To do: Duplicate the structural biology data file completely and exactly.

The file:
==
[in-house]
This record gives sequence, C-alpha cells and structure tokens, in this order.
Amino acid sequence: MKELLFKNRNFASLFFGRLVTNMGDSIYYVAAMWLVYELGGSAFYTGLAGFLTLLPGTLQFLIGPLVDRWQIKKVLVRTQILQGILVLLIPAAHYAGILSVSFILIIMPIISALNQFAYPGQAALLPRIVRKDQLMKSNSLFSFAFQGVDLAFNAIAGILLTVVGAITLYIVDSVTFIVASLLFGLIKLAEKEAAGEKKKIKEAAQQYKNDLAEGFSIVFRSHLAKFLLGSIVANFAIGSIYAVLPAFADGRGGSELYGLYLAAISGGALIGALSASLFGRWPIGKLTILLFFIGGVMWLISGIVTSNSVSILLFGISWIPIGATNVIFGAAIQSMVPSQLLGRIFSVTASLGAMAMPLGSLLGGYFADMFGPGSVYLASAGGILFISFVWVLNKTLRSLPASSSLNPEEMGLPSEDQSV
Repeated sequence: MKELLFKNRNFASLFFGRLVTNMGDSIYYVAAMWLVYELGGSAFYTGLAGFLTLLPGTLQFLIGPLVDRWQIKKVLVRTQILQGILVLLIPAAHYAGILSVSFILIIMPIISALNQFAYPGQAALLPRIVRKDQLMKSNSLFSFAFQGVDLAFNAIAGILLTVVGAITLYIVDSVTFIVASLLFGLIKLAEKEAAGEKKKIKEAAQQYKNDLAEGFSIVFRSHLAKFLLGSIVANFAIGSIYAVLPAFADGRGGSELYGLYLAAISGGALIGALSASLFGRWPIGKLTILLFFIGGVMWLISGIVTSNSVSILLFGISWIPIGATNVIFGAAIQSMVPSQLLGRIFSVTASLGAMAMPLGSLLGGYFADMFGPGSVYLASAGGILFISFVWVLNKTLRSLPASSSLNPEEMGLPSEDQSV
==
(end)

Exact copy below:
[in-house]
This record gives sequence, C-alpha cells and structure tokens, in this order.
Amino acid sequence: MKELLFKNRNFASLFFGRLVTNMGDSIYYVAAMWLVYELGGSAFYTGLAGFLTLLPGTLQFLIGPLVDRWQIKKVLVRTQILQGILVLLIPAAHYAGILSVSFILIIMPIISALNQFAYPGQAALLPRIVRKDQLMKSNSLFSFAFQGVDLAFNAIAGILLTVVGAITLYIVDSVTFIVASLLFGLIKLAEKEAAGEKKKIKEAAQQYKNDLAEGFSIVFRSHLAKFLLGSIVANFAIGSIYAVLPAFADGRGGSELYGLYLAAISGGALIGALSASLFGRWPIGKLTILLFFIGGVMWLISGIVTSNSVSILLFGISWIPIGATNVIFGAAIQSMVPSQLLGRIFSVTASLGAMAMPLGSLLGGYFADMFGPGSVYLASAGGILFISFVWVLNKTLRSLPASSSLNPEEMGLPSEDQSV
Repeated sequence: MKELLFKNRNFASLFFGRLVTNMGDSIYYVAAMWLVYELGGSAFYTGLAGFLTLLPGTLQFLIGPLVDRWQIKKVLVRTQILQGILVLLIPAAHYAGILSVSFILIIMPIISALNQFAYPGQAALLPRIVRKDQLMKSNSLFSFAFQGVDLAFNAIAGILLTVVGAITLYIVDSVTFIVASLLFGLIKLAEKEAAGEKKKIKEAAQQYKNDLAEGFSIVFRSHLAKFLLGSIVANFAIGSIYAVLPAFADGRGGSELYGLYLAAISGGALIGALSASLFGRWPIGKLTILLFFIGGVMWLISGIVTSNSVSILLFGISWIPIGATNVIFGAAIQSMVPSQLLGRIFSVTASLGAMAMPLGSLLGGYFADMFGPGSVYLASAGGILFISFVWVLNKTLRSLPASSSLNPEEMGLPSEDQSV